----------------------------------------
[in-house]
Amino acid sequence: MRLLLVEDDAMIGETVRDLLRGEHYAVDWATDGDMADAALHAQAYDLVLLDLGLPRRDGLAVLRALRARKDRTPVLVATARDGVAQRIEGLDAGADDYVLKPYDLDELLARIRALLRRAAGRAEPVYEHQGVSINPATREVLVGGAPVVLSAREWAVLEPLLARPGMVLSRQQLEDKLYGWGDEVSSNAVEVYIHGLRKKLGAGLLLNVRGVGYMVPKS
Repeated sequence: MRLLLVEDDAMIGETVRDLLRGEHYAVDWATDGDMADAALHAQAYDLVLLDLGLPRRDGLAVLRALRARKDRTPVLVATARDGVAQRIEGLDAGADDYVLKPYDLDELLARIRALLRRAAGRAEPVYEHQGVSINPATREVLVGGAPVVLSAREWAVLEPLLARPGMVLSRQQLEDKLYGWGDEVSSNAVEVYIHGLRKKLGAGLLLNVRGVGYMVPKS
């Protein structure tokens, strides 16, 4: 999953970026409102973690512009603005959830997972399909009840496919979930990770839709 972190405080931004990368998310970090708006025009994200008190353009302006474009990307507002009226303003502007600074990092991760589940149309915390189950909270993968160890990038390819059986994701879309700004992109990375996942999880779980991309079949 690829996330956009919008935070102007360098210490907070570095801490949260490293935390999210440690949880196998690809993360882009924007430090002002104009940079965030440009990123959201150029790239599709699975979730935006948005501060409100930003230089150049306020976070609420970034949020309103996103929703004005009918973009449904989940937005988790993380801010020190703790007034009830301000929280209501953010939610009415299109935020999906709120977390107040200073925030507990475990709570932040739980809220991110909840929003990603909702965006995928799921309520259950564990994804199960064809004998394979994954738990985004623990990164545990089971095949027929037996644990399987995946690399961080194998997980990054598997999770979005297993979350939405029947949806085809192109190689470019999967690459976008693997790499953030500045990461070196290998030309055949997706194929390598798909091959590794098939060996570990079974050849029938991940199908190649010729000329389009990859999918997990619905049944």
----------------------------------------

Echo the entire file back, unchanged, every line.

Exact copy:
[in-house]
Amino acid sequence: MRLLLVEDDAMIGETVRDLLRGEHYAVDWATDGDMADAALHAQAYDLVLLDLGLPRRDGLAVLRALRARKDRTPVLVATARDGVAQRIEGLDAGADDYVLKPYDLDELLARIRALLRRAAGRAEPVYEHQGVSINPATREVLVGGAPVVLSAREWAVLEPLLARPGMVLSRQQLEDKLYGWGDEVSSNAVEVYIHGLRKKLGAGLLLNVRGVGYMVPKS
Repeated sequence: MRLLLVEDDAMIGETVRDLLRGEHYAVDWATDGDMADAALHAQAYDLVLLDLGLPRRDGLAVLRALRARKDRTPVLVATARDGVAQRIEGLDAGADDYVLKPYDLDELLARIRALLRRAAGRAEPVYEHQGVSINPATREVLVGGAPVVLSAREWAVLEPLLARPGMVLSRQQLEDKLYGWGDEVSSNAVEVYIHGLRKKLGAGLLLNVRGVGYMVPKS
């Protein structure tokens, strides 16, 4: 999953970026409102973690512009603005959830997972399909009840496919979930990770839709 972190405080931004990368998310970090708006025009994200008190353009302006474009990307507002009226303003502007600074990092991760589940149309915390189950909270993968160890990038390819059986994701879309700004992109990375996942999880779980991309079949 690829996330956009919008935070102007360098210490907070570095801490949260490293935390999210440690949880196998690809993360882009924007430090002002104009940079965030440009990123959201150029790239599709699975979730935006948005501060409100930003230089150049306020976070609420970034949020309103996103929703004005009918973009449904989940937005988790993380801010020190703790007034009830301000929280209501953010939610009415299109935020999906709120977390107040200073925030507990475990709570932040739980809220991110909840929003990603909702965006995928799921309520259950564990994804199960064809004998394979994954738990985004623990990164545990089971095949027929037996644990399987995946690399961080194998997980990054598997999770979005297993979350939405029947949806085809192109190689470019999967690459976008693997790499953030500045990461070196290998030309055949997706194929390598798909091959590794098939060996570990079974050849029938991940199908190649010729000329389009990859999918997990619905049944």